Within each of these categories there are many different subtypes of forest. The kind of forest that can grow depends on local soils, temperatures and rainfall. For example, in southern Europe, long hot summers encourage the growth of a special kind of vegetation called the Mediterranean scrublands. Although they rarely grow thickly enough to be called a true forest, the trees in the Mediterranean scrub lands include small oaks and pines. A characteristic tree of these lands is the cork-oak, which occurs naturally but is also planted for its valuable bark.
Overgrazing by sheep and goats has changed much of the once-forested areas of the Mediterranean into scrubland known as ‘maquis’. Mediterranean scrublands are rich in wildflowers and birds, especially insect-eating birds which are abundant in summer. One of the most spectacular birds found here is the azure-winged magpie.
Some temperate forests receive so much rain they are sometimes called rainforests! The great Douglas fir and hemlock forests of the United States' Pacific Northwest and Canada's British Colombia receive more than 2,000 mm of rain a year. They are dominated by coniferous trees.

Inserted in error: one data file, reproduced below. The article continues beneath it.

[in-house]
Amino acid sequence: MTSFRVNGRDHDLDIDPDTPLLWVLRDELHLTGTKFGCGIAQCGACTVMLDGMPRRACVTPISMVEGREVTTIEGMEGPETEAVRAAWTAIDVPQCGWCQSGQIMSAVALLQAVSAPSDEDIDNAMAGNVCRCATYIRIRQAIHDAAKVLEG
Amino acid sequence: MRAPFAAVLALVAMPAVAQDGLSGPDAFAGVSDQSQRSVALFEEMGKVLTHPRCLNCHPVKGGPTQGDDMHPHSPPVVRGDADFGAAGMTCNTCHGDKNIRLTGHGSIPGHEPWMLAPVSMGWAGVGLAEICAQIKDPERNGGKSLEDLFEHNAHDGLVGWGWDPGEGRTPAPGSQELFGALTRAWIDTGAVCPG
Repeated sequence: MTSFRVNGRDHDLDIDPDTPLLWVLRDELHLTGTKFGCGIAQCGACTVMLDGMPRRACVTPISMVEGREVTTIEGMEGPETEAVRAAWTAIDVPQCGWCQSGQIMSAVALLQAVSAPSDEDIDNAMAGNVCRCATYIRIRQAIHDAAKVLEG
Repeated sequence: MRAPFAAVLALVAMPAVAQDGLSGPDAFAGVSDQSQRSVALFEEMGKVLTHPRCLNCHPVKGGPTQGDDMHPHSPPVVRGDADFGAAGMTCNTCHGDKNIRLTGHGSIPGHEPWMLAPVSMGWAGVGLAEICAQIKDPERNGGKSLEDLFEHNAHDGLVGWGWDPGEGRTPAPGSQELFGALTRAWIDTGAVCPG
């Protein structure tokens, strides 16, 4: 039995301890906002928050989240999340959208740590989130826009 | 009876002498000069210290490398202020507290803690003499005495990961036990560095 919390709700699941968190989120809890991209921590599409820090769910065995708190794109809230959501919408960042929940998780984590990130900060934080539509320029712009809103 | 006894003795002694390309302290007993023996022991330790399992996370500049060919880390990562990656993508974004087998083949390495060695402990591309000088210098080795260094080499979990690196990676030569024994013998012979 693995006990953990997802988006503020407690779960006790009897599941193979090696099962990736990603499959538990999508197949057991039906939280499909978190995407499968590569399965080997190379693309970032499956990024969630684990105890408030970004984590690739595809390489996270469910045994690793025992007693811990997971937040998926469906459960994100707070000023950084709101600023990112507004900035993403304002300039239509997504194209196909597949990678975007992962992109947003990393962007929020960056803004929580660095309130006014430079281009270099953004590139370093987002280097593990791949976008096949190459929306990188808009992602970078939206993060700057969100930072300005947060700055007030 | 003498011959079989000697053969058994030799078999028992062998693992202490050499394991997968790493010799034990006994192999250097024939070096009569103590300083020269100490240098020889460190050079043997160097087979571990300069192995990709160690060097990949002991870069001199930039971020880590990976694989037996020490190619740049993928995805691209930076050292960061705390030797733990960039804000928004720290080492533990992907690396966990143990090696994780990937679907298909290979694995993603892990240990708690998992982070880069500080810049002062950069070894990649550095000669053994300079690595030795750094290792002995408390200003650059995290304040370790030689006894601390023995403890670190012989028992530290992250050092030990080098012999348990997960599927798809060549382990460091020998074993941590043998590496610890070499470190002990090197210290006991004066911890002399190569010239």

Another type of temperate, evergreen rainforest occurs in Chile, South America. Here there is a great diversity of broadleaved trees including the Southern Beech.
Broadleaved trees have big, thin-skinned leaves which allow them to absorb maximum sunlight. These leaves are delicate and vulnerable to winter winds, frost and snow. Broadleaved trees that grow in colder areas shed their leaves in winter - they are deciduous.
In autumn, the leaves turn beautiful shades of red, orange and yellow before they drop off the trees. Common deciduous trees are the oak, elm and beech. Others are maple, lime and chestnut.
In much of the northern hemisphere, most of the natural broadleaved forests have been cut down to provide farmlands. Forests survive only in small patches, or on mountains. The only large areas of forest left are the coniferous forests of northern Scandinavia, Siberia, the north western United States, Canada and Alaska. Even here, there are few areas of forest left that are in their natural state.
Temperate forests are simpler in structure than tropical forests and support a smaller number of tree species.